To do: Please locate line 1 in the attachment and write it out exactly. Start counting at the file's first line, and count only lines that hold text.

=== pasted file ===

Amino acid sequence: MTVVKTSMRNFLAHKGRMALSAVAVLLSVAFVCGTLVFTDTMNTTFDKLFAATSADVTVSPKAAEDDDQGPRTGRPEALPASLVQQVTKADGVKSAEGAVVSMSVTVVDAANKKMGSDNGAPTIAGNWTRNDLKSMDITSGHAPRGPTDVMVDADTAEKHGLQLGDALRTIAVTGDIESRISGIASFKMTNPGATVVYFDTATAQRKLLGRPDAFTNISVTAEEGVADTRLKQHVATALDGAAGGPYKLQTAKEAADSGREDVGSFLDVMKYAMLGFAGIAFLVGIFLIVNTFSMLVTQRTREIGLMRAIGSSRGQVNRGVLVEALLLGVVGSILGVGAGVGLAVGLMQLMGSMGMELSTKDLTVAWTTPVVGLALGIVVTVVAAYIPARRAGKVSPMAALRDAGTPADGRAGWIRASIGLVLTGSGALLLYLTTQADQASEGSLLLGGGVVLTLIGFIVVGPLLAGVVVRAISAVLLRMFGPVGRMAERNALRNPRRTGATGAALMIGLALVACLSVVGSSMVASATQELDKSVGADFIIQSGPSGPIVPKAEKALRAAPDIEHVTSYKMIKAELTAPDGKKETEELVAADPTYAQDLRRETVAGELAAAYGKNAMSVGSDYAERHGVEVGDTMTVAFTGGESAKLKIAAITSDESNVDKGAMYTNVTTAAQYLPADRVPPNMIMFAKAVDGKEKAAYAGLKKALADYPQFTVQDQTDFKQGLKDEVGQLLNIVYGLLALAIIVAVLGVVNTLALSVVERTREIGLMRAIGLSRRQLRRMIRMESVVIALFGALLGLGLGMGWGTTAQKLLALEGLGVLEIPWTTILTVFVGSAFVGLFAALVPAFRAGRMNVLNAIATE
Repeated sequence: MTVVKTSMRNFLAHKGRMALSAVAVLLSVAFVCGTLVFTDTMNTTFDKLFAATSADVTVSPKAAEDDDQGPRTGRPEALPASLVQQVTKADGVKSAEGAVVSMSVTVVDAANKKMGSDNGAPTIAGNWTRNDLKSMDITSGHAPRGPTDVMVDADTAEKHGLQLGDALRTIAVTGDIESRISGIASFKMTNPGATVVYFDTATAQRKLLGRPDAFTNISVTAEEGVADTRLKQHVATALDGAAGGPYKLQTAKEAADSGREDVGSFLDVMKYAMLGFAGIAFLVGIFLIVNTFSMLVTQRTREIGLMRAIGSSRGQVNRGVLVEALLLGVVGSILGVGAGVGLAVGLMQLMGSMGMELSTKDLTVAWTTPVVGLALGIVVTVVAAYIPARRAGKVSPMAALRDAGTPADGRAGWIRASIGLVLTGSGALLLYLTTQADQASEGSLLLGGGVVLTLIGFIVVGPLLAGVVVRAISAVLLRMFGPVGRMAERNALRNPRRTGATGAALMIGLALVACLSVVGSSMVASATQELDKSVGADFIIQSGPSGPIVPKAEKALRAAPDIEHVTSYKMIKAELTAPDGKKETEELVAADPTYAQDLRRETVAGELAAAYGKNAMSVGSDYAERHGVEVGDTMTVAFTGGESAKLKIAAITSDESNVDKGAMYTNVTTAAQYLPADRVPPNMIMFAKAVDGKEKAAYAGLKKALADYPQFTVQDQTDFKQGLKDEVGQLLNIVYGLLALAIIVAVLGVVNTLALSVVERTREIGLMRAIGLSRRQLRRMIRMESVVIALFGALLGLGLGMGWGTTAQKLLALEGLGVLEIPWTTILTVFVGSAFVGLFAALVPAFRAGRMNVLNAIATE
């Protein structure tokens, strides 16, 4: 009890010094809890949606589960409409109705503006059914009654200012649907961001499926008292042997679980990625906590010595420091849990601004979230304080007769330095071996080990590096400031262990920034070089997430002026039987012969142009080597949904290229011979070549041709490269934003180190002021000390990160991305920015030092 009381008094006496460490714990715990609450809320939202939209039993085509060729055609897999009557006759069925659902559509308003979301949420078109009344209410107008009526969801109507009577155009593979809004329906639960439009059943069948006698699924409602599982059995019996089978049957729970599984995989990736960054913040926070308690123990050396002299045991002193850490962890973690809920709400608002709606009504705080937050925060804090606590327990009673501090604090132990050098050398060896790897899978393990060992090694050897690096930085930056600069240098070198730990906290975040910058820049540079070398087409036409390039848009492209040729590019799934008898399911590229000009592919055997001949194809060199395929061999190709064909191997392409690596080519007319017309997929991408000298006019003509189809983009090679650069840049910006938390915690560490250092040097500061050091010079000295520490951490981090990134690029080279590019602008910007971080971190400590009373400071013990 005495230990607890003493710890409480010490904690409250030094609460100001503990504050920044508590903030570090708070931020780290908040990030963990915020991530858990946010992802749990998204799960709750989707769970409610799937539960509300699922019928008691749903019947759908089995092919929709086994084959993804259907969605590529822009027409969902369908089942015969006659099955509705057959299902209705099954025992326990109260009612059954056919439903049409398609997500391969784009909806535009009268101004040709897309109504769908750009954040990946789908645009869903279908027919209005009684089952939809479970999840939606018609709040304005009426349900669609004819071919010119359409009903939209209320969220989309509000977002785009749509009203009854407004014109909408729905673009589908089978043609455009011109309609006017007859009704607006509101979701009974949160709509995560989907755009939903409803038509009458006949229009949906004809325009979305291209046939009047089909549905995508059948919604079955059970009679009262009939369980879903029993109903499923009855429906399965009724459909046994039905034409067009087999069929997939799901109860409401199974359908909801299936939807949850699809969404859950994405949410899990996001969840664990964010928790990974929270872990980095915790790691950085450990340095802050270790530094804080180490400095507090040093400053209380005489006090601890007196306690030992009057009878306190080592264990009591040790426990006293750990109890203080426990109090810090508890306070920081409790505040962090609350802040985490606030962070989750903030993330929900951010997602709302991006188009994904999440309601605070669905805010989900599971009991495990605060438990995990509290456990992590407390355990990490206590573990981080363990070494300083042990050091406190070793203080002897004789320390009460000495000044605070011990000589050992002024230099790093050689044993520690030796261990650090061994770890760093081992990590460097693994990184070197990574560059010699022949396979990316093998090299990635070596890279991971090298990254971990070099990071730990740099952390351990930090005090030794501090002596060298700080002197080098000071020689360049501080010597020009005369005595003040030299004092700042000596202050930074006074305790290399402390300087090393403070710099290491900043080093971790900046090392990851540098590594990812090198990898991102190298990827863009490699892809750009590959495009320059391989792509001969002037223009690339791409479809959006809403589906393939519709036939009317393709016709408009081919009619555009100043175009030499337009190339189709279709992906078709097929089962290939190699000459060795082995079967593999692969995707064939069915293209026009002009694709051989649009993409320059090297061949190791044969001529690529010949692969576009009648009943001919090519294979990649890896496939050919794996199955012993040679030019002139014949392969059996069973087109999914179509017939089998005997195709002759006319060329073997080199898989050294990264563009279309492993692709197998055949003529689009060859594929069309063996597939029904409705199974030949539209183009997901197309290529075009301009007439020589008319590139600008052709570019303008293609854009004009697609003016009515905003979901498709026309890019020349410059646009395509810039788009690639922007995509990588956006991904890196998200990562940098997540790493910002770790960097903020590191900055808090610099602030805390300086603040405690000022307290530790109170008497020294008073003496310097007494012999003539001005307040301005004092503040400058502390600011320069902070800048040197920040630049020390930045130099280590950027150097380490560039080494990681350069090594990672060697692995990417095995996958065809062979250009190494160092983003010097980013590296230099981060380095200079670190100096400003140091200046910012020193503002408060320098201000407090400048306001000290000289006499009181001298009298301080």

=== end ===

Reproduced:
Amino acid sequence: MTVVKTSMRNFLAHKGRMALSAVAVLLSVAFVCGTLVFTDTMNTTFDKLFAATSADVTVSPKAAEDDDQGPRTGRPEALPASLVQQVTKADGVKSAEGAVVSMSVTVVDAANKKMGSDNGAPTIAGNWTRNDLKSMDITSGHAPRGPTDVMVDADTAEKHGLQLGDALRTIAVTGDIESRISGIASFKMTNPGATVVYFDTATAQRKLLGRPDAFTNISVTAEEGVADTRLKQHVATALDGAAGGPYKLQTAKEAADSGREDVGSFLDVMKYAMLGFAGIAFLVGIFLIVNTFSMLVTQRTREIGLMRAIGSSRGQVNRGVLVEALLLGVVGSILGVGAGVGLAVGLMQLMGSMGMELSTKDLTVAWTTPVVGLALGIVVTVVAAYIPARRAGKVSPMAALRDAGTPADGRAGWIRASIGLVLTGSGALLLYLTTQADQASEGSLLLGGGVVLTLIGFIVVGPLLAGVVVRAISAVLLRMFGPVGRMAERNALRNPRRTGATGAALMIGLALVACLSVVGSSMVASATQELDKSVGADFIIQSGPSGPIVPKAEKALRAAPDIEHVTSYKMIKAELTAPDGKKETEELVAADPTYAQDLRRETVAGELAAAYGKNAMSVGSDYAERHGVEVGDTMTVAFTGGESAKLKIAAITSDESNVDKGAMYTNVTTAAQYLPADRVPPNMIMFAKAVDGKEKAAYAGLKKALADYPQFTVQDQTDFKQGLKDEVGQLLNIVYGLLALAIIVAVLGVVNTLALSVVERTREIGLMRAIGLSRRQLRRMIRMESVVIALFGALLGLGLGMGWGTTAQKLLALEGLGVLEIPWTTILTVFVGSAFVGLFAALVPAFRAGRMNVLNAIATE